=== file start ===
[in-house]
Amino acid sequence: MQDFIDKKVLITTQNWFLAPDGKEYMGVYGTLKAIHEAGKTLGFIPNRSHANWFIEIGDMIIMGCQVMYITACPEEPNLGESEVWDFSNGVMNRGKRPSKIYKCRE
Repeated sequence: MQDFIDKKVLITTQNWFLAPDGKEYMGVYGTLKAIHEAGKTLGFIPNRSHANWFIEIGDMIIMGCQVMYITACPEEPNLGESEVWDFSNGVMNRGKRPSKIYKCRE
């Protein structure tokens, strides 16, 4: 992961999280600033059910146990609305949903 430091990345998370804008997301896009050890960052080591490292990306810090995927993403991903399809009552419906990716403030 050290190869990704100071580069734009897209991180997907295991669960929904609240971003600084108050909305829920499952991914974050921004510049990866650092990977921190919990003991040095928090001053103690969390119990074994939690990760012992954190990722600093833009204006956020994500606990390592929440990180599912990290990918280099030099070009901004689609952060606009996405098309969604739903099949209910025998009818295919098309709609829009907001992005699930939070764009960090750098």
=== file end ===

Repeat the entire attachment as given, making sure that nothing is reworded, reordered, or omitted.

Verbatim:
[in-house]
Amino acid sequence: MQDFIDKKVLITTQNWFLAPDGKEYMGVYGTLKAIHEAGKTLGFIPNRSHANWFIEIGDMIIMGCQVMYITACPEEPNLGESEVWDFSNGVMNRGKRPSKIYKCRE
Repeated sequence: MQDFIDKKVLITTQNWFLAPDGKEYMGVYGTLKAIHEAGKTLGFIPNRSHANWFIEIGDMIIMGCQVMYITACPEEPNLGESEVWDFSNGVMNRGKRPSKIYKCRE
């Protein structure tokens, strides 16, 4: 992961999280600033059910146990609305949903 430091990345998370804008997301896009050890960052080591490292990306810090995927993403991903399809009552419906990716403030 050290190869990704100071580069734009897209991180997907295991669960929904609240971003600084108050909305829920499952991914974050921004510049990866650092990977921190919990003991040095928090001053103690969390119990074994939690990760012992954190990722600093833009204006956020994500606990390592929440990180599912990290990918280099030099070009901004689609952060606009996405098309969604739903099949209910025998009818295919098309709609829009907001992005699930939070764009960090750098």